How One Man's Donation To The PH Government Is Making Other Malaysians Want To Pitch In

It's a voluntary contribution.

Finance Minister Lim Guan Eng recently confirmed that Malaysia's national debt has already hit beyond RM1 trillion.

A man decided to take matters into his own hands, by making a voluntary contribution to improve the nation's balance sheet.

A photo of two RM50 banknotes and a letter circulating on social media in the past two days reveals that someone has offered to donate some money to the federal government.

In the letter written to the Prime Minister's Department, a Malaysian named 'Sabahbathi Rajalingam' from Kampung Asahan, Batang Berjuntai in Selangor said that he would like to make a contribution to the government.

"As a Malaysian, I am very happy with the new government, and I am willing to contribute to help the government pay off the country's debt. Although this amount is insufficient and too small, I believe that my efforts in some ways will ease the new government's burden," read the letter.

Many have since said that they "want in" as they are eager to play a part in helping to rebuild the country

More and more Malaysians have seconded the idea and offered to pitch in money to help pay off the national debt.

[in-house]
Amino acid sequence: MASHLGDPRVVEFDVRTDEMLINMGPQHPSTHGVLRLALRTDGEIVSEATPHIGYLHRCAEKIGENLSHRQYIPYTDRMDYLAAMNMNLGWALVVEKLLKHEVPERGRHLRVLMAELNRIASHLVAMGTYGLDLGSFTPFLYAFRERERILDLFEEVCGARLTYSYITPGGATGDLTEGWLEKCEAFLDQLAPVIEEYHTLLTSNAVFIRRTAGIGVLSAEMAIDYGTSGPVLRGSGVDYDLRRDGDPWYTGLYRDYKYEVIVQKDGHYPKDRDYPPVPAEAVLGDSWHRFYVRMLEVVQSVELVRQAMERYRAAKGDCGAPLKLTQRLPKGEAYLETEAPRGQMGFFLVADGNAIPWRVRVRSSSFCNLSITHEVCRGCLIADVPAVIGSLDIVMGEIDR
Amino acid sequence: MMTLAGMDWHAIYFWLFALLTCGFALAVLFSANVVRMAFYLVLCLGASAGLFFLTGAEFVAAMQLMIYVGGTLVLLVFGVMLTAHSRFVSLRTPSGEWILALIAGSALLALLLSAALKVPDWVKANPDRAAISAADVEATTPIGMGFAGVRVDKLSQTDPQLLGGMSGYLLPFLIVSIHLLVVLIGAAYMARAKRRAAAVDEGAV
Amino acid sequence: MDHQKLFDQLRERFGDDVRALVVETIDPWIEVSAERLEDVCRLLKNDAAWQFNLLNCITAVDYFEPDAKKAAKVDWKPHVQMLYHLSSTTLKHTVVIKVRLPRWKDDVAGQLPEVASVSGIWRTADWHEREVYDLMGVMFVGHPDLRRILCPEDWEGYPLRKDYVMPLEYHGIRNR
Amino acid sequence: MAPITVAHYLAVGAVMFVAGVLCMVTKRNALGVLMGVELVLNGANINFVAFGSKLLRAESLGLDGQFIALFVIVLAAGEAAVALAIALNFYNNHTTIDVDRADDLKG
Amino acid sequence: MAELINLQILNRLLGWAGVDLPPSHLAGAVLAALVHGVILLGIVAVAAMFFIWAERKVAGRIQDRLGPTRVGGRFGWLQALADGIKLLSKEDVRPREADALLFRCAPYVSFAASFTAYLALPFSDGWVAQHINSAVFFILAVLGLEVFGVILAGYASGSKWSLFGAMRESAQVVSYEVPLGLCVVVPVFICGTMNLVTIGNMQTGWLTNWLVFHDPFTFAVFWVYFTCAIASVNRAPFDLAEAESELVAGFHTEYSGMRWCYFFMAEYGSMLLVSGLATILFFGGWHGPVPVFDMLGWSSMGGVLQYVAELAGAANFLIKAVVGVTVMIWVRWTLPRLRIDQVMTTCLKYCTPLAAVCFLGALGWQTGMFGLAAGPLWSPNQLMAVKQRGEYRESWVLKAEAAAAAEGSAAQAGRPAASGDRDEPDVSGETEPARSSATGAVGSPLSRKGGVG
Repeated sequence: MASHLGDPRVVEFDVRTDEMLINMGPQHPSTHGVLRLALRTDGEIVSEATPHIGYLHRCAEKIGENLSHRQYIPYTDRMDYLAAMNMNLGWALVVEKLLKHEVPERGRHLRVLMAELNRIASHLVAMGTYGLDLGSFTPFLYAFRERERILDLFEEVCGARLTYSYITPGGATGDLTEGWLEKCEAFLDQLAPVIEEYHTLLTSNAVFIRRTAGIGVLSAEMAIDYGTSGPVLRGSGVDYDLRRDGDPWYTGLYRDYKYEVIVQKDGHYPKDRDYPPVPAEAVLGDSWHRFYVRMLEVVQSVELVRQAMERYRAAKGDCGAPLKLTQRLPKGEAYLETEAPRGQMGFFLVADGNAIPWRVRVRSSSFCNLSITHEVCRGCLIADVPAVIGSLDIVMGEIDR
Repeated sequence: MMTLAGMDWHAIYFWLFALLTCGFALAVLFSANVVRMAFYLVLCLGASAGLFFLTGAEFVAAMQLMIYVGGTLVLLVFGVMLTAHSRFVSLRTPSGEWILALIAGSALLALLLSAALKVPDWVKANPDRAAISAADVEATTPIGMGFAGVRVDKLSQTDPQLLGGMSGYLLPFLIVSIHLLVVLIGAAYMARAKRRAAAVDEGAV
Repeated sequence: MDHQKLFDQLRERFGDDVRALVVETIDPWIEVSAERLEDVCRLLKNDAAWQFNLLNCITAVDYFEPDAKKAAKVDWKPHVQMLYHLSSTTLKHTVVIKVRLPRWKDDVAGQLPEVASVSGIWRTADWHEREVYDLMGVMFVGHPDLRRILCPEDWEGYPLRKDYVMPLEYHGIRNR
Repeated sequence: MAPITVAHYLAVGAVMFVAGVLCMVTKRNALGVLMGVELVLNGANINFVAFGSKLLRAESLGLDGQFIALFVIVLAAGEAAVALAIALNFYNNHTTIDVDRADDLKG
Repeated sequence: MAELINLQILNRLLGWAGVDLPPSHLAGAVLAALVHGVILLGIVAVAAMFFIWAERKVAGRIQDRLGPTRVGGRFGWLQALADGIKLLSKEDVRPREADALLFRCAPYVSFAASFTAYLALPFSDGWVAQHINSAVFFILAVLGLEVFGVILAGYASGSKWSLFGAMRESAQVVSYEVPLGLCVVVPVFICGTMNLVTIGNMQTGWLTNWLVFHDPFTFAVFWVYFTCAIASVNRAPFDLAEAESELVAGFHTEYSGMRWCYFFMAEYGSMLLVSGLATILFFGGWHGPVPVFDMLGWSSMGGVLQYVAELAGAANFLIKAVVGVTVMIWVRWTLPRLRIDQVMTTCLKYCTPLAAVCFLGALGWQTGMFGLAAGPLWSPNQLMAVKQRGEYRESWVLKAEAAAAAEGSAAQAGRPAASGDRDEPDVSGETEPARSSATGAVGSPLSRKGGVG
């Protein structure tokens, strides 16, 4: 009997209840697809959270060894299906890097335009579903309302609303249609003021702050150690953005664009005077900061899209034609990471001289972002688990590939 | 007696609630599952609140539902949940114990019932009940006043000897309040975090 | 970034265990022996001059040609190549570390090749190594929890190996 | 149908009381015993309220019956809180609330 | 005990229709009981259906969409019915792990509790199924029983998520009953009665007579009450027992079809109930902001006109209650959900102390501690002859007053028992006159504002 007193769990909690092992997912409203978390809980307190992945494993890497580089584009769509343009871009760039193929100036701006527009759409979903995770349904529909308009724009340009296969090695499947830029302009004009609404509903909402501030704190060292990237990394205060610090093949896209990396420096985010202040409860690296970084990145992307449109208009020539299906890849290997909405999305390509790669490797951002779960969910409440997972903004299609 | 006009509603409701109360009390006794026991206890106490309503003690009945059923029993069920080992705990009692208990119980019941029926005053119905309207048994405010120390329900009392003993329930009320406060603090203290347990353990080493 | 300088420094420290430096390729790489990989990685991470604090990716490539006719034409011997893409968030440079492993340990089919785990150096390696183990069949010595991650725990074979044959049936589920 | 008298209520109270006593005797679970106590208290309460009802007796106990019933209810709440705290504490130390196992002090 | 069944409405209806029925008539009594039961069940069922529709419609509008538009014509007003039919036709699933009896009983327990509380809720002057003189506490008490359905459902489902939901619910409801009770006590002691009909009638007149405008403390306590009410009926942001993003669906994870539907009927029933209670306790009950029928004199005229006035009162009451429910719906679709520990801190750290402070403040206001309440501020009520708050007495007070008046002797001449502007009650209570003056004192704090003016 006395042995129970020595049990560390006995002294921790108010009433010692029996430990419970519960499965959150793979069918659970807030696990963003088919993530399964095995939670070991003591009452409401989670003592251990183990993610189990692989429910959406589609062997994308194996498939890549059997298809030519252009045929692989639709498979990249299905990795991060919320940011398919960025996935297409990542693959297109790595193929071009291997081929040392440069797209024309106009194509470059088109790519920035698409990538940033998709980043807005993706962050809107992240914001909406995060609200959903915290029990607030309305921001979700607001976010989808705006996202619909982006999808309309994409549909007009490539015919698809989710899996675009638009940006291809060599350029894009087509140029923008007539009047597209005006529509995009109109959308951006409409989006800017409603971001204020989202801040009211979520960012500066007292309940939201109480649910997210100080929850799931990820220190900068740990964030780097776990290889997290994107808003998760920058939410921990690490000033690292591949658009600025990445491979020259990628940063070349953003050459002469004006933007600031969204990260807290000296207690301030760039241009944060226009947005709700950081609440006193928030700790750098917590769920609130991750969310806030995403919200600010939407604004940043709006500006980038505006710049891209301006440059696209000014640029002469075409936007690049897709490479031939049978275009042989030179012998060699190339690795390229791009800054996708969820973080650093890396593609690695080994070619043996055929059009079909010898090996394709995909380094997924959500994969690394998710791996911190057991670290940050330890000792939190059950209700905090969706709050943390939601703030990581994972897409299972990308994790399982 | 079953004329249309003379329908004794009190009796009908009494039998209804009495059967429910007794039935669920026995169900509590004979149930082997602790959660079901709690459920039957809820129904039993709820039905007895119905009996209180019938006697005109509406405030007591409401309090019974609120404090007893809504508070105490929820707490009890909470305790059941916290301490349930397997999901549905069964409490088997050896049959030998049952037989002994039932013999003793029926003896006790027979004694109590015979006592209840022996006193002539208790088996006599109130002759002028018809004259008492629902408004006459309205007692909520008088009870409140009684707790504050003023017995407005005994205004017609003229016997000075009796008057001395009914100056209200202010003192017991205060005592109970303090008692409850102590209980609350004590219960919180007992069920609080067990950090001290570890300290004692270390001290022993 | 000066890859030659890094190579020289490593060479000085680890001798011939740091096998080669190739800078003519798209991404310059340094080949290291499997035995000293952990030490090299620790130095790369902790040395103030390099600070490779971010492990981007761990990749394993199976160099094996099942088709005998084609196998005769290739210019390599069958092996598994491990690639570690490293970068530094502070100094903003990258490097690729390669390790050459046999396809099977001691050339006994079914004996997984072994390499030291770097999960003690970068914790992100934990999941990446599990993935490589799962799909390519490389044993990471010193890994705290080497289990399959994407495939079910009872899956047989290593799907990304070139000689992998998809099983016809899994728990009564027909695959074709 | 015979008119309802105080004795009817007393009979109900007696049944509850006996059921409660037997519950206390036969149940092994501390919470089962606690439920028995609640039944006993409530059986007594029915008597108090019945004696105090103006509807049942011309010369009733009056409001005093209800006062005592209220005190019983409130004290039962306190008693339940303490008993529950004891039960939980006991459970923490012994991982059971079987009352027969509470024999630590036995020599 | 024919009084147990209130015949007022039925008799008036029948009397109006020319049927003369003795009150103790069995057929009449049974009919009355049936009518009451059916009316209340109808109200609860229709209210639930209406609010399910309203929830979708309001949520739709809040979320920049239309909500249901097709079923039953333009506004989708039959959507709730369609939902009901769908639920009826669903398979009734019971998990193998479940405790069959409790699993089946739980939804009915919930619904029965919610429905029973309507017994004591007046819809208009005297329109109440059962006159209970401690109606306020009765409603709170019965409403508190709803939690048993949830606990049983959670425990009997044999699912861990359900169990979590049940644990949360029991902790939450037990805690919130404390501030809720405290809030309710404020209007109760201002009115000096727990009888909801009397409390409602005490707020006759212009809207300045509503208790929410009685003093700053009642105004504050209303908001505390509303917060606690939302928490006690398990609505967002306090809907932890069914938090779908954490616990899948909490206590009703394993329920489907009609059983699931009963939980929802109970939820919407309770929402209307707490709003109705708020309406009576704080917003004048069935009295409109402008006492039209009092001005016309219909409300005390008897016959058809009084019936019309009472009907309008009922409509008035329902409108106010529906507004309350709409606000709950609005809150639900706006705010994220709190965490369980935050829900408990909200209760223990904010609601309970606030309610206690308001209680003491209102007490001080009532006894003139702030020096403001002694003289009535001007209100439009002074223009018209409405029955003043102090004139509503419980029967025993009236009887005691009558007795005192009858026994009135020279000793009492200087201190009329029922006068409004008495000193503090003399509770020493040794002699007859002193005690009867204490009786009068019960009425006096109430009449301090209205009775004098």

A few netizens have also suggested for the new government to set up a dedicated account to allow the public to channel funds directly into the hands of the relevant authorities.

Image via Facebook

Nonetheless, some have also opposed the idea and said the public should instead ensure that they pay their taxes as they would be contributing to part of the government revenue that will help to reduce national debt. 

Image via Facebook

The idea of citizens contributing monetary donations to their government is not new

The practice is observed in the United States (US), where the US Department of Treasury has a specific account set up since 1843 for members of the public to make their contribution to the US government.

A CNN report in 2012 cited statistics from the Treasury which showed that Americans went out of their way to give the government more than they're required to under the country's tax laws and donated a total of USD8 million to help cut national debt. 

Meanwhile, the Financial Times previously reported late last year that citizens in the UK also helped to reduce national debt through donations, although it was noted that contributions have dwindled down in recent years.

It was learned that these contributions are known as "patriotic gifts" in the UK, and the practice dates back to the nineteenth century.

Would you consider to make a donation to help reduce national debt? Let us know in the comments section below.

In an effort to reduce government expenditures, Cabinet Ministers will have 10% of their salaries cut:

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